We currently have single track brackets on a set of shelves 14 feet long & about ~7 feet high, with 6 upright posts. These need to be replaced with something much stronger.

The options I know about are:

  1. Double track brackets with these wire shelves
  2. Shelving units, with either wooden shelves or metal shevles

The shelves should be adjustable so that rules out #2, but I don't know if they're strong enough for standard basement storage (no shed or garage). Is #1 good enough or are there other options out there?

  • The metal type shelves that you linked to in #2 are generally available with the shelves adjustable at every 1 inch of height!! – Michael Karas Jul 31 '13 at 19:10
  • I didn't know that. Now, balancing strength with cost, which is the best bang for the buck? – Joe Z Jul 31 '13 at 19:19
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    Determine your maximum weight requirements and identify the lowest cost system capable of supporting that. Extra strength is a waste and lesser strength will not meet your needs. – bcworkz Jul 31 '13 at 20:47
  • I don't know how much weight. – Joe Z Aug 1 '13 at 2:38
  • The best bang for the buck as you say is often related to how much of your own effort you put into it. Wire shelves are pretty good for many things but can really stink for things that want to slip in between the wires. – Michael Karas Aug 1 '13 at 2:57

The best rugged shelving that I've used in the basement and garage is called "rivet lock" shelving. This type is quite sturdy, has adjustable shelves and can be easily disassembled and moved.

When you go to search out this type make sure to get genuine rivet lock shelving. There are cheaper shelves that try to imitate the rivet lock type but are flimsy and prone to bending and damage if trying to disassemble/reassemble.

Here are a few pictures of some rivet lock shelving in my garage showing some of its features. In this first picture see how I added 3/8" plywood sides to the shelf by bolting it onto the side rails.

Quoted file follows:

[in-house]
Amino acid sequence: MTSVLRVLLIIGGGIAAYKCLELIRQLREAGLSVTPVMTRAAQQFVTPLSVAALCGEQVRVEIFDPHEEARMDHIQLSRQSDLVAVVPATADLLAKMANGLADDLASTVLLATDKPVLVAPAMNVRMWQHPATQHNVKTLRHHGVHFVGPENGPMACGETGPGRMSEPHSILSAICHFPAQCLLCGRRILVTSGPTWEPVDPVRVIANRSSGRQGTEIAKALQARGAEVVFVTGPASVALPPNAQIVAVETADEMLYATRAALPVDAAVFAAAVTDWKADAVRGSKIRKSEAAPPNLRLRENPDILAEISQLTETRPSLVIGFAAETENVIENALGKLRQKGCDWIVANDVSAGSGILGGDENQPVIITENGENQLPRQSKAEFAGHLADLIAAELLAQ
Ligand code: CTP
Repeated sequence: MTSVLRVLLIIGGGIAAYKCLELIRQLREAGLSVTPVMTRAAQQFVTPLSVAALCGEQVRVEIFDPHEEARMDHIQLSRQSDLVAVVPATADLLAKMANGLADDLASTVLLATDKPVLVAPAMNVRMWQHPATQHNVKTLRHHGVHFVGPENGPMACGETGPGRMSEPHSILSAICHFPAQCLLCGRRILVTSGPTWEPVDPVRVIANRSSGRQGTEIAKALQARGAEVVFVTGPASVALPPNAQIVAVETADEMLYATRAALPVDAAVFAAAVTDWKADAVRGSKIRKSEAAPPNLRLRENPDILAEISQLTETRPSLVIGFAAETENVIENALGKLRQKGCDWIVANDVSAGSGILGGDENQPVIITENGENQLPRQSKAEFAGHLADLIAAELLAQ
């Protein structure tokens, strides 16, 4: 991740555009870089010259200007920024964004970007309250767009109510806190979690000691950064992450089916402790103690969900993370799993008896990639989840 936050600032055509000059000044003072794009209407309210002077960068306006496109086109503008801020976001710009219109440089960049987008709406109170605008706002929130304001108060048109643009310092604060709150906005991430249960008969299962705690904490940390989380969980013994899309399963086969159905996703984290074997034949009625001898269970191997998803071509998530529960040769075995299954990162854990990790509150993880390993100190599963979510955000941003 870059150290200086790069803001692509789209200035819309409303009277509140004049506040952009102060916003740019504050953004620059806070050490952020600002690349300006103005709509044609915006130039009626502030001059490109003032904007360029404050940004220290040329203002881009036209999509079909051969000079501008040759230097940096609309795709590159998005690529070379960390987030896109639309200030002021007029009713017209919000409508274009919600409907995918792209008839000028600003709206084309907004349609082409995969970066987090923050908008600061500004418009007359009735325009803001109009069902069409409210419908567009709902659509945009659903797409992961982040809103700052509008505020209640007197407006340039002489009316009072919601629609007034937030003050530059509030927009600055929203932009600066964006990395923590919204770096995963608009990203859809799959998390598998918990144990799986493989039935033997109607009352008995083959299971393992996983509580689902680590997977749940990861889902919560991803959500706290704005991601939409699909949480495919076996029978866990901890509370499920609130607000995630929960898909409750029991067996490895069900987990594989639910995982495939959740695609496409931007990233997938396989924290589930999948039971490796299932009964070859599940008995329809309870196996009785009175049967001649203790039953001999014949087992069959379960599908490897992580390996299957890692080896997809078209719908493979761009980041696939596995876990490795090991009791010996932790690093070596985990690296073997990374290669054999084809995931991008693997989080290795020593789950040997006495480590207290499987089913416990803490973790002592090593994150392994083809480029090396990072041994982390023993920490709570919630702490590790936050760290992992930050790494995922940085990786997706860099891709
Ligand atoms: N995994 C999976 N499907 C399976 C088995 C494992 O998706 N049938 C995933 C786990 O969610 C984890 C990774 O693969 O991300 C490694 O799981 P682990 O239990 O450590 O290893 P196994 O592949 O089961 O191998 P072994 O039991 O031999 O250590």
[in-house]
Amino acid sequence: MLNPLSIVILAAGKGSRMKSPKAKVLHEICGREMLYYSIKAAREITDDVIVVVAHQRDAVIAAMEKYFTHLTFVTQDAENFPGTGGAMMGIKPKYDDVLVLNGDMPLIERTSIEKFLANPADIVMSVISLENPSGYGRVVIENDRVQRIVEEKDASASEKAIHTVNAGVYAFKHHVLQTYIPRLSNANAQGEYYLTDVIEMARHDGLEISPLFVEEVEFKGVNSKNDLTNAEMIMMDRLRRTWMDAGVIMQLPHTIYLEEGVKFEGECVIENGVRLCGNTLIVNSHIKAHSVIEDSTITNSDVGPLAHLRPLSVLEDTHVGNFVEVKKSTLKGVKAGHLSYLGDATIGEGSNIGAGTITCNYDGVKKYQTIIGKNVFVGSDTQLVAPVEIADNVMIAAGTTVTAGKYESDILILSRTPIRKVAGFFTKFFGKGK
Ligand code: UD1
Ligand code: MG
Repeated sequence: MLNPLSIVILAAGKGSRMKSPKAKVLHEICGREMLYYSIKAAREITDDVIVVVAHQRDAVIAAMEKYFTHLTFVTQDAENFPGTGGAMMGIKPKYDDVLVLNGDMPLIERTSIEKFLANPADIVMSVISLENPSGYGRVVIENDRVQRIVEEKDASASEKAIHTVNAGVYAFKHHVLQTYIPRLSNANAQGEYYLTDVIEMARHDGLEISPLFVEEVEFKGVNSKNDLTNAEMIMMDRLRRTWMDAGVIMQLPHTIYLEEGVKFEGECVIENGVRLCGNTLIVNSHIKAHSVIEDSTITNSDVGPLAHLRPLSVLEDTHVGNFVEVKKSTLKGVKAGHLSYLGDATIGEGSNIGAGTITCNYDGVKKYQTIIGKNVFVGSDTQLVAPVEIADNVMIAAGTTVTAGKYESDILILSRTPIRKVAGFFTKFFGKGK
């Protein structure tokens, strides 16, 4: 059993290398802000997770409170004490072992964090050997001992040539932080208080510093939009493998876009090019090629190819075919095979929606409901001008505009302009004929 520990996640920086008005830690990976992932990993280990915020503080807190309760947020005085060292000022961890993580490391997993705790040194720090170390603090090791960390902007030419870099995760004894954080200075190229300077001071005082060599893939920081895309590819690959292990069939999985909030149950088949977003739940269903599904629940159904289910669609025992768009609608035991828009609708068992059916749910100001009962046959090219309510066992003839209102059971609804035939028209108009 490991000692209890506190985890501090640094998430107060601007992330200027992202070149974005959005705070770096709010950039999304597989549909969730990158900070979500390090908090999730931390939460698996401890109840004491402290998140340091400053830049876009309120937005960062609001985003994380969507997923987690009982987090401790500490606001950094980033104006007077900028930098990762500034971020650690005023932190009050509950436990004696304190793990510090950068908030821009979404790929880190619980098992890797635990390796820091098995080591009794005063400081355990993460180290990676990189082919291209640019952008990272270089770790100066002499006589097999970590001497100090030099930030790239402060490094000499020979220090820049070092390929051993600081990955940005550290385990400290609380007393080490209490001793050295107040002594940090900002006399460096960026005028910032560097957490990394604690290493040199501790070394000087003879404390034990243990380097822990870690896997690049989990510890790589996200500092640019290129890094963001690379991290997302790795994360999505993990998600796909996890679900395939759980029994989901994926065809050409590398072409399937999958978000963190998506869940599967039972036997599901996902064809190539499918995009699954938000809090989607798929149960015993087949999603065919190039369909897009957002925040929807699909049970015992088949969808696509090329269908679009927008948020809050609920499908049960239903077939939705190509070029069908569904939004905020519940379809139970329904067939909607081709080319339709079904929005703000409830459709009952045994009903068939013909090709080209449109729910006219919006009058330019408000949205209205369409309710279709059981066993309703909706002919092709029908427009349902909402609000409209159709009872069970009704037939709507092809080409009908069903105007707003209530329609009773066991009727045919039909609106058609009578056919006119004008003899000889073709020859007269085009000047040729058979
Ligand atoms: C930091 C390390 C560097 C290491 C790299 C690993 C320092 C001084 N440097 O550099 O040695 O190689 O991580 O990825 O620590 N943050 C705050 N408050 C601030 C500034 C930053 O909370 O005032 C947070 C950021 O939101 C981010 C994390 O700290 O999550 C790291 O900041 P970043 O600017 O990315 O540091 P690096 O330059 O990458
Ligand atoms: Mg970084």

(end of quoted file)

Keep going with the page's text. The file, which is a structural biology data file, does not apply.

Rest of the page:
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This next picture you can see how the shelf units are placed side by side (and in my case bolted together) to make up a bigger storage area. In this case the shelves for a U shaped space for tool storage. I have even placed a "floor" over the top to permit storage of other items overhead below the ceiling. The bottom side of the "floor" has a pair of small florescent lights to light the area.

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This picture shows a closeup of the rivets and how the cross members slide into the side rails.

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You can get this shelving at various home DIY stores. Once again be aware that it will be varying grades at different price points. I always get the product that has two rivets on each cross member. It is much stronger and sturdier.

(The shelving you see in the pictures has been moved across the country and reassembled several times. Note that the particle board shelf inserts come with the shelf kits).

  • 1
    I choose these especially if they travel and reassemble themselves. – DMoore Aug 1 '13 at 6:29
  • These are legit shelves. Enamel coated, heavy duty, made to hold a lot of weight. – John Smith Aug 1 '13 at 6:38
  • Are "narrow" ones (3 - 4 feet wide) better than "wide" (more than 4 feet)? – Joe Z Aug 1 '13 at 19:23
  • What company are yours? – Joe Z Aug 1 '13 at 23:01
  • Some of mine came from Sears and others from some local "big box" store. All of them have shelves that are 18"x36". I would not want them bigger than that because then the vertical height of the cross members gets a lot bigger. – Michael Karas Aug 2 '13 at 0:19

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